Falling For Me

I made a decision thirty years ago, when I first started coming out as trans.

I wasn’t going to be an attractive woman, even if I tried.

So I wouldn’t try.

It’s September.  In many ways, it is the start of a new year; back to school, back to work.

It is definitely a new year for me.   I asked Ms. Rachelle if we could get together, a kind of benediction for a new year, a new chapter, a new me.   She suggested that we get together on Rosh Hashanha, the Jewish new year.  I was at her bat mitzvah a few years ago, and her blend of symbolic work — she is a legend in her own time to those who study Tarot — fiction and other leadership make her potent.

When the two of us get together, our shamanic theology chat is probably impenetrable to others, but it is a delight to us.    “That exchange of intelligence,  as well as the shared language, is something very special,” she reminds me.  We didn’t earn our shaman stripes by reading a book or taking a class, we walked through the boundaries between worlds, died and were reborn many times, building our knowledge and techniques

As a gift to me, she pulled out a deck of cards as we sat on in the sunlight on the green in Hudson.   These were Lenormand cards, the ones she is immersed in now.

In any reading, there are bits that say what you expect and bits that irk you, that stick out as challenges.  That’s the way symbols always work.  It’s not the cards that hold the meaning, it is how you assign meaning to them that opens the pathways between what is and what could be.

In my reading, it was the Ivy card, followed by the Man, followed by Clouds that were the turns that took me beyond the expected Key and other signs of possibility.  In the Lenormand deck, the Man is usually about romance, though the new deck Ms. Rachelle is working with offers alternative cards that allow for two women or two men to be used for lesbian or gay readings.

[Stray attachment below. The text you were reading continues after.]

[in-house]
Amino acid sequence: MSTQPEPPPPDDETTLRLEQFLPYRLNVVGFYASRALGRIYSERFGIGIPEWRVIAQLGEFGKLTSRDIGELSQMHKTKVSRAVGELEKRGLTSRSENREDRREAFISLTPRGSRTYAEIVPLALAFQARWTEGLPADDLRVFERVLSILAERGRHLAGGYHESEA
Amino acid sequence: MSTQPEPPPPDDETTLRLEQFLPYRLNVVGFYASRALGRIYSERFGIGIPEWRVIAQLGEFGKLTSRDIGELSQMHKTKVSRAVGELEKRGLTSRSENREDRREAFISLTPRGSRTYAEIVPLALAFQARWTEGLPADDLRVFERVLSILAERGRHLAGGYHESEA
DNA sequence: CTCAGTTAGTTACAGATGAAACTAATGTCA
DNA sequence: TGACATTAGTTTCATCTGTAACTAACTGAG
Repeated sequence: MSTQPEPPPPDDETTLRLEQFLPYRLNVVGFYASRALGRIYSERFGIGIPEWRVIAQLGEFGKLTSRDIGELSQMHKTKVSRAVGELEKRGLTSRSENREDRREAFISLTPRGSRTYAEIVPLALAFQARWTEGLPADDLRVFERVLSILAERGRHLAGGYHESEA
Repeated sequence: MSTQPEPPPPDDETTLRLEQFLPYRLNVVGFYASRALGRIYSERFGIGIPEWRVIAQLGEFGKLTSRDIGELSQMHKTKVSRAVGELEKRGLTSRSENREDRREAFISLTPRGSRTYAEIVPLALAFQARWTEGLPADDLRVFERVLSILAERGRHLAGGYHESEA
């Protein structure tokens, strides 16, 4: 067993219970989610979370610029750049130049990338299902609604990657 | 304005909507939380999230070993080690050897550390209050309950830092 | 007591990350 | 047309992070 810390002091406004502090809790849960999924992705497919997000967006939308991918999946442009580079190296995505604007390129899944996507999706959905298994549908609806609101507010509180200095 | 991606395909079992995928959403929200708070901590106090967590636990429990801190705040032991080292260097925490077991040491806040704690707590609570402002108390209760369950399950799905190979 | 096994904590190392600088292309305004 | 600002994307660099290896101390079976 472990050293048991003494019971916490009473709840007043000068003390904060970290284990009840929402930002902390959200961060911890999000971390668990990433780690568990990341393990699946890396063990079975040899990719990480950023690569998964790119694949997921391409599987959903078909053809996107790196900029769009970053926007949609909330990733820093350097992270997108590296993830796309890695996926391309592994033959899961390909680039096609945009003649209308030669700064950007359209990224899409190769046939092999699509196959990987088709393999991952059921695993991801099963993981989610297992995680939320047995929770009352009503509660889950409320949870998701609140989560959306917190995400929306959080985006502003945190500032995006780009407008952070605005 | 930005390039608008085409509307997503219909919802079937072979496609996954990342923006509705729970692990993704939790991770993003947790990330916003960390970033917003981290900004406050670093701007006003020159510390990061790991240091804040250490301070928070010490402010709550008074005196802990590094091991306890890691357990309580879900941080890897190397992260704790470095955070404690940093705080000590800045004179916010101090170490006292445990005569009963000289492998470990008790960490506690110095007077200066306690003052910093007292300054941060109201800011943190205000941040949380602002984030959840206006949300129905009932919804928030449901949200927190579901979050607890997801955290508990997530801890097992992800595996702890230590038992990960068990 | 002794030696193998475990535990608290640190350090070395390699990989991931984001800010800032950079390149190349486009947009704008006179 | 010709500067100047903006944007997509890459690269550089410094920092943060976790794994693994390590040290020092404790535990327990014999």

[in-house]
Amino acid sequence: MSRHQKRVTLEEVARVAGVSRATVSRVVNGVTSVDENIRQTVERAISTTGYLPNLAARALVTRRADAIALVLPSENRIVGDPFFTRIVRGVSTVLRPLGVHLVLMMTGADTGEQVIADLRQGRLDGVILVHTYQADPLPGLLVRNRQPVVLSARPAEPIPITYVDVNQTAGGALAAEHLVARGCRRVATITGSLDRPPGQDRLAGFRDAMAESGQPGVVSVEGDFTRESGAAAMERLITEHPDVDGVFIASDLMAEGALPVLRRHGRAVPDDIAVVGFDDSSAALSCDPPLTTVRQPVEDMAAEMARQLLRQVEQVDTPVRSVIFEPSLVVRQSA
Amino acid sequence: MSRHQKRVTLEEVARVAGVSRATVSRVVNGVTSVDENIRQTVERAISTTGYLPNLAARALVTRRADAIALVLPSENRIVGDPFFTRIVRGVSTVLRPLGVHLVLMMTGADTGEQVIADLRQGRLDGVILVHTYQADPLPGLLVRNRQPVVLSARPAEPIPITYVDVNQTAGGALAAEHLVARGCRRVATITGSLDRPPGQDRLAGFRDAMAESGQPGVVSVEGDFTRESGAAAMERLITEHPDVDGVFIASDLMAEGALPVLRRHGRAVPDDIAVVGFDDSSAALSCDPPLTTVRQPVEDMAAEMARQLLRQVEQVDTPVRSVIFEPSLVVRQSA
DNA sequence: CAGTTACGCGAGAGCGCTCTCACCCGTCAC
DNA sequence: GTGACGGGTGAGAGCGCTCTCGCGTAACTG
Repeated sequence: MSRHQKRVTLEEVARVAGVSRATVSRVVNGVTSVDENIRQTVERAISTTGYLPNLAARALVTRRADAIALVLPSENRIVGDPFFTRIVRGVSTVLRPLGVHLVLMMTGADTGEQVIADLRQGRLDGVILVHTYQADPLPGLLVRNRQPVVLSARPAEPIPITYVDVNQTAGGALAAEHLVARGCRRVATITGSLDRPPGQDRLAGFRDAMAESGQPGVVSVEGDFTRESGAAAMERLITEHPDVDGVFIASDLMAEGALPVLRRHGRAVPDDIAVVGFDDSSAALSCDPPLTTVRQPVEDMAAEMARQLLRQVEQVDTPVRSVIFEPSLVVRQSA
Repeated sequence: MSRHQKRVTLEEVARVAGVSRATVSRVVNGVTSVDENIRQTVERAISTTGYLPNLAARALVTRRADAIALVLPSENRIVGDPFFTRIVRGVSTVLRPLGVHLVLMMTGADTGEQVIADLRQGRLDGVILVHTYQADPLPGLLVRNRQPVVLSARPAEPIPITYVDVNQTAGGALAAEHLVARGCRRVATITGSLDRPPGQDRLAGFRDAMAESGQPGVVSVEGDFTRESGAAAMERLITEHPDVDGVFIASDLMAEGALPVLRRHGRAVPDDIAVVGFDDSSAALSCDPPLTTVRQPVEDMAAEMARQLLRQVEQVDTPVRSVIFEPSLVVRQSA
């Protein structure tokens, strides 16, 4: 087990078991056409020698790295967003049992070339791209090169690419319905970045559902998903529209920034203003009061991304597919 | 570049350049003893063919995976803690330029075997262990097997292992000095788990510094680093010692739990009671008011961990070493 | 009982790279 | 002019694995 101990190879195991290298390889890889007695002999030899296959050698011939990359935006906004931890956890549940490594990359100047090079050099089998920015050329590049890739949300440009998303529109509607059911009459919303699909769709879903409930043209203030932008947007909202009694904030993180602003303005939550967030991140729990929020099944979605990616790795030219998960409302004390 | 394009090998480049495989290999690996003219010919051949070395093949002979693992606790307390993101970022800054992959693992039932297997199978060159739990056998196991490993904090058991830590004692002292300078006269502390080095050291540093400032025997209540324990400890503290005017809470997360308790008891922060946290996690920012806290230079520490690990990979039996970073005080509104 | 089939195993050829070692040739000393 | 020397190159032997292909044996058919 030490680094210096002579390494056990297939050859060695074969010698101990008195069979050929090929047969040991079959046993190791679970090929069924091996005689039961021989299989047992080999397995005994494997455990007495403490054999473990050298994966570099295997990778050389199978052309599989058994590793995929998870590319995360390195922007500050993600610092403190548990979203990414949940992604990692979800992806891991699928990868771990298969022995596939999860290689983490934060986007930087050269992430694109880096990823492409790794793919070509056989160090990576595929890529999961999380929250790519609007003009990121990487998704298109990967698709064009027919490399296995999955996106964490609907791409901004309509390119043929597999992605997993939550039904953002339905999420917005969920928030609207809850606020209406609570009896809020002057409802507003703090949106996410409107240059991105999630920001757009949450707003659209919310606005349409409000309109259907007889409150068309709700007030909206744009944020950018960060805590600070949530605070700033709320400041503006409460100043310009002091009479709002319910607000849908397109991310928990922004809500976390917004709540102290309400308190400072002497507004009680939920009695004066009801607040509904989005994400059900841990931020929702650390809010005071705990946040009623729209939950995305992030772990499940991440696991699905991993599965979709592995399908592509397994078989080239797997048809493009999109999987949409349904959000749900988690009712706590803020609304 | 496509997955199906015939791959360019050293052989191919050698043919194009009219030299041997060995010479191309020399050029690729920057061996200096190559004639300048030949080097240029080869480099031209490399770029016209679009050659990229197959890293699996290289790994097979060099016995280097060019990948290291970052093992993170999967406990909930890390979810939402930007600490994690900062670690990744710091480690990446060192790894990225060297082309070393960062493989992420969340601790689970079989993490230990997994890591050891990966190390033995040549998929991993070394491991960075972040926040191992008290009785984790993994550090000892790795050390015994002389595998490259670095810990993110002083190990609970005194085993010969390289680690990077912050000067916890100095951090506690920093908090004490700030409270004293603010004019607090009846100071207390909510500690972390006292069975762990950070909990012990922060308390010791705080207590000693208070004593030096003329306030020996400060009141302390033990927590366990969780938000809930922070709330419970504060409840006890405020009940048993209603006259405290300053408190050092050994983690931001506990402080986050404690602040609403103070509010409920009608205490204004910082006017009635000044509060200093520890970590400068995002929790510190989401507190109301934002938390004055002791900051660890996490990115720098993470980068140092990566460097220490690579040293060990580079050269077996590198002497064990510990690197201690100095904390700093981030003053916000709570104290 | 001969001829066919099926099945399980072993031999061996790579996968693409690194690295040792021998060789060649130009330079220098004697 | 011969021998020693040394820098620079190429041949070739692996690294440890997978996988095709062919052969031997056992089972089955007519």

It wasn’t where I was affirmed that touched me, it was where the cards showed me I stumble that made the change.  Of course, that is the tradition of all those who travel between worlds; where you stumble, there lies your gift.  That’s where the cracks between worlds are, and where you can leave the expected to find the empowering.

I made a decision thirty years ago, when I first started coming out as trans.

I wasn’t going to be an attractive woman, even if I tried.

So I wouldn’t try.

Now, though, that defence wouldn’t work anymore.

The cards weren’t telling me that I needed to have romance with men.   They were just telling me that to walk in the world as a woman, I had to be OK with people finding me attractive, whoever those people are.

To walk in the world as a woman, I can’t avoid the gaze of others.  Even the gaze of males.

That doesn’t mean I need to want to be with men.  All women, even women who love other women, need to learn to live with men, men who respond to them as women.

When I was at Startup Weekend, my partner in crime told me that he was a bit distracted by my boobs.  He had seen me the day before in boy clothes, but still, his gaze found my curves and he noticed.  After all, I’m a big gal, and even in proportion, big gals have big baps.

“Is it because you are not a Barbie Doll?” Ms. Ava asked me when I told her how I had just signed off being attractive.

I remember being at a bar and talking to a gay man who was sure that all men were either gay or curious.  “I couldn’t be with a man unless he saw me as a woman,” I told him.

“That’s not gonna happen,” he replied.

“I know,” I said.  “That’s why it’s not going to happen.”

But, if I am going to walk in the world, making the choices of a woman, so I can more clearly show my heart to the world, so I can get the affirmation, connection and resources that I need, then I need a new relationship with my own power of attraction.

Learning to have a new relationship with attraction isn’t something I can do alone in this basement.

Being attractive isn’t just a sexual thing.    Being attractive works on many levels, because attractive people are just, well, more attractive to other people.

For so many reasons, I never believed I was an attractive person.

That’s a big reason why I made a decision thirty years ago, when I first started coming out as trans that I wasn’t going to be an attractive woman, even if I tried.

So I wouldn’t try.

But that has to change.  Somehow.